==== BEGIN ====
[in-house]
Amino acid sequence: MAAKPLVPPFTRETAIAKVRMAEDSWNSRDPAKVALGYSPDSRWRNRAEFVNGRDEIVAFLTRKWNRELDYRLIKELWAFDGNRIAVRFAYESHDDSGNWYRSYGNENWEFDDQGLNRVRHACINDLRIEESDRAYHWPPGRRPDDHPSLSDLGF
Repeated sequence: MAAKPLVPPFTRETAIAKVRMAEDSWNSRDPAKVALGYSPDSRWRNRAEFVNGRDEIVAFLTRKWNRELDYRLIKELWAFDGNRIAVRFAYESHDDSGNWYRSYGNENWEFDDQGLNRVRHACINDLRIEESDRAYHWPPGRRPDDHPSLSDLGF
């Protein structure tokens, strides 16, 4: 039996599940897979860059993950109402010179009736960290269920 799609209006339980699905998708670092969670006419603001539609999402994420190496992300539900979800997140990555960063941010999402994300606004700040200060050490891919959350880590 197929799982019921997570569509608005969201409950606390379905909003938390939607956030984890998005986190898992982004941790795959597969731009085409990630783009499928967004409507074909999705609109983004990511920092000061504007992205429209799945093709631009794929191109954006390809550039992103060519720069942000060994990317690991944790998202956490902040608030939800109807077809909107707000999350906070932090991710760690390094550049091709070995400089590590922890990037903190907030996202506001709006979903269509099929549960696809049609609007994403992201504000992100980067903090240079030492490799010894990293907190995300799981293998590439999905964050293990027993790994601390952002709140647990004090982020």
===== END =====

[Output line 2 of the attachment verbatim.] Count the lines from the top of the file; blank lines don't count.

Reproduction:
Amino acid sequence: MAAKPLVPPFTRETAIAKVRMAEDSWNSRDPAKVALGYSPDSRWRNRAEFVNGRDEIVAFLTRKWNRELDYRLIKELWAFDGNRIAVRFAYESHDDSGNWYRSYGNENWEFDDQGLNRVRHACINDLRIEESDRAYHWPPGRRPDDHPSLSDLGF